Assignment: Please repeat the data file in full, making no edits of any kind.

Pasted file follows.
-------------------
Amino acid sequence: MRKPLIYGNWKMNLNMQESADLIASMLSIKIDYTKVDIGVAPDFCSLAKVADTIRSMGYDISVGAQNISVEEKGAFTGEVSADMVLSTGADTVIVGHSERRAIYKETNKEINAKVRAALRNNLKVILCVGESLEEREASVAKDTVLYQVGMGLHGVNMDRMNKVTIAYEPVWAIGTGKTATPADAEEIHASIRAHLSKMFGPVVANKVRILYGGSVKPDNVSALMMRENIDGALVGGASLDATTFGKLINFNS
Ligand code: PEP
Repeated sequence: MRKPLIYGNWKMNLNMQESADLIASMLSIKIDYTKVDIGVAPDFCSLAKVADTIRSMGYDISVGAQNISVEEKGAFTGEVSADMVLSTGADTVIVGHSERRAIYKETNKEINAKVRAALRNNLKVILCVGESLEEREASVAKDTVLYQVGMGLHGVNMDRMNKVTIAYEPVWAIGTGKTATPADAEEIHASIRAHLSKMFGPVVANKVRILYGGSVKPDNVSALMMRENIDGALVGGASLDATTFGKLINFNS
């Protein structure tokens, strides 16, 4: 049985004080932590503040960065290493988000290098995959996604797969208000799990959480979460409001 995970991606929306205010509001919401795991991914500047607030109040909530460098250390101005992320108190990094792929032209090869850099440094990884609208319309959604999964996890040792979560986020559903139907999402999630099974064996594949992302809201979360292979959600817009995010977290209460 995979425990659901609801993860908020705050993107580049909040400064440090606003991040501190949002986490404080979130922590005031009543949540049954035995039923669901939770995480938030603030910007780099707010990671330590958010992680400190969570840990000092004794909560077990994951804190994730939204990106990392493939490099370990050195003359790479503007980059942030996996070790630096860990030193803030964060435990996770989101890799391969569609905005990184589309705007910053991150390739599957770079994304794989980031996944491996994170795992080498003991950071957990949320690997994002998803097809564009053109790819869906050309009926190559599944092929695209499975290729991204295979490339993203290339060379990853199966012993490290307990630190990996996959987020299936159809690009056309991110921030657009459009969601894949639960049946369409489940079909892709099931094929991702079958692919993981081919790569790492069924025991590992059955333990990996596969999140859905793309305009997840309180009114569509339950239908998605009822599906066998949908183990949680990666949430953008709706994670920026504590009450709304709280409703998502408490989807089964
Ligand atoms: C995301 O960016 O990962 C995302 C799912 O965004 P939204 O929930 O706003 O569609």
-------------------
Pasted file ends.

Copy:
Amino acid sequence: MRKPLIYGNWKMNLNMQESADLIASMLSIKIDYTKVDIGVAPDFCSLAKVADTIRSMGYDISVGAQNISVEEKGAFTGEVSADMVLSTGADTVIVGHSERRAIYKETNKEINAKVRAALRNNLKVILCVGESLEEREASVAKDTVLYQVGMGLHGVNMDRMNKVTIAYEPVWAIGTGKTATPADAEEIHASIRAHLSKMFGPVVANKVRILYGGSVKPDNVSALMMRENIDGALVGGASLDATTFGKLINFNS
Ligand code: PEP
Repeated sequence: MRKPLIYGNWKMNLNMQESADLIASMLSIKIDYTKVDIGVAPDFCSLAKVADTIRSMGYDISVGAQNISVEEKGAFTGEVSADMVLSTGADTVIVGHSERRAIYKETNKEINAKVRAALRNNLKVILCVGESLEEREASVAKDTVLYQVGMGLHGVNMDRMNKVTIAYEPVWAIGTGKTATPADAEEIHASIRAHLSKMFGPVVANKVRILYGGSVKPDNVSALMMRENIDGALVGGASLDATTFGKLINFNS
């Protein structure tokens, strides 16, 4: 049985004080932590503040960065290493988000290098995959996604797969208000799990959480979460409001 995970991606929306205010509001919401795991991914500047607030109040909530460098250390101005992320108190990094792929032209090869850099440094990884609208319309959604999964996890040792979560986020559903139907999402999630099974064996594949992302809201979360292979959600817009995010977290209460 995979425990659901609801993860908020705050993107580049909040400064440090606003991040501190949002986490404080979130922590005031009543949540049954035995039923669901939770995480938030603030910007780099707010990671330590958010992680400190969570840990000092004794909560077990994951804190994730939204990106990392493939490099370990050195003359790479503007980059942030996996070790630096860990030193803030964060435990996770989101890799391969569609905005990184589309705007910053991150390739599957770079994304794989980031996944491996994170795992080498003991950071957990949320690997994002998803097809564009053109790819869906050309009926190559599944092929695209499975290729991204295979490339993203290339060379990853199966012993490290307990630190990996996959987020299936159809690009056309991110921030657009459009969601894949639960049946369409489940079909892709099931094929991702079958692919993981081919790569790492069924025991590992059955333990990996596969999140859905793309305009997840309180009114569509339950239908998605009822599906066998949908183990949680990666949430953008709706994670920026504590009450709304709280409703998502408490989807089964
Ligand atoms: C995301 O960016 O990962 C995302 C799912 O965004 P939204 O929930 O706003 O569609």